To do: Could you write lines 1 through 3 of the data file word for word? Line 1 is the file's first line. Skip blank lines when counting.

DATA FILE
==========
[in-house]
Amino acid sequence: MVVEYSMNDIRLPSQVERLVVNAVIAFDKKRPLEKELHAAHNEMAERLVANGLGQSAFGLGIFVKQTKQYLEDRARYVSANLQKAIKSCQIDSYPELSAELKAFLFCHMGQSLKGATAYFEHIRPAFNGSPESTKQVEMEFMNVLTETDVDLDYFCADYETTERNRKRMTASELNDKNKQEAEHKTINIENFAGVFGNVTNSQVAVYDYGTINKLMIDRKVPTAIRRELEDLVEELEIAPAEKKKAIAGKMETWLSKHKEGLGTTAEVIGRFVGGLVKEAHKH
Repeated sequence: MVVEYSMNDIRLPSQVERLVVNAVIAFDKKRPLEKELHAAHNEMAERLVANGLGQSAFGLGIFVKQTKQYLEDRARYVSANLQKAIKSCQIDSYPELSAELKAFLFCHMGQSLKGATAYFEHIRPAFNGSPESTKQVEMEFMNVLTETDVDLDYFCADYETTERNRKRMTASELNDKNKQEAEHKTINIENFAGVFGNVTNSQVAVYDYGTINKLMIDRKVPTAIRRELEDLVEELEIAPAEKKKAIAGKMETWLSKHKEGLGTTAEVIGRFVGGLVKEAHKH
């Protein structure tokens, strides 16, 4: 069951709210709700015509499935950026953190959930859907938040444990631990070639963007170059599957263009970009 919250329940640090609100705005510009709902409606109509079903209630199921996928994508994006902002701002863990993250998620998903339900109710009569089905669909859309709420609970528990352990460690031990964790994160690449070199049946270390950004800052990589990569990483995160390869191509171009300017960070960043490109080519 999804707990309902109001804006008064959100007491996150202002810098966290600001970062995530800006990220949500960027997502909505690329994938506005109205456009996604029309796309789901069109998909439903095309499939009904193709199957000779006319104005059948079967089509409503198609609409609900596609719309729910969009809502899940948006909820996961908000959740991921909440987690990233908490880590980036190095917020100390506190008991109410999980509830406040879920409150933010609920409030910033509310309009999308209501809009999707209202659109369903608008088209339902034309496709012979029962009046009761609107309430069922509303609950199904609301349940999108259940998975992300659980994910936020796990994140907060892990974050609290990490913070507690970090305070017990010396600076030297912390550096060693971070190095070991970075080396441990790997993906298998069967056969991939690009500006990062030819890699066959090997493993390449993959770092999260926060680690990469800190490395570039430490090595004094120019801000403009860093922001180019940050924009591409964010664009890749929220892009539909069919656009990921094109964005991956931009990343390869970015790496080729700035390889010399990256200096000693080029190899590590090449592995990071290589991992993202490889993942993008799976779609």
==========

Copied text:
[in-house]
Amino acid sequence: MVVEYSMNDIRLPSQVERLVVNAVIAFDKKRPLEKELHAAHNEMAERLVANGLGQSAFGLGIFVKQTKQYLEDRARYVSANLQKAIKSCQIDSYPELSAELKAFLFCHMGQSLKGATAYFEHIRPAFNGSPESTKQVEMEFMNVLTETDVDLDYFCADYETTERNRKRMTASELNDKNKQEAEHKTINIENFAGVFGNVTNSQVAVYDYGTINKLMIDRKVPTAIRRELEDLVEELEIAPAEKKKAIAGKMETWLSKHKEGLGTTAEVIGRFVGGLVKEAHKH
Repeated sequence: MVVEYSMNDIRLPSQVERLVVNAVIAFDKKRPLEKELHAAHNEMAERLVANGLGQSAFGLGIFVKQTKQYLEDRARYVSANLQKAIKSCQIDSYPELSAELKAFLFCHMGQSLKGATAYFEHIRPAFNGSPESTKQVEMEFMNVLTETDVDLDYFCADYETTERNRKRMTASELNDKNKQEAEHKTINIENFAGVFGNVTNSQVAVYDYGTINKLMIDRKVPTAIRRELEDLVEELEIAPAEKKKAIAGKMETWLSKHKEGLGTTAEVIGRFVGGLVKEAHKH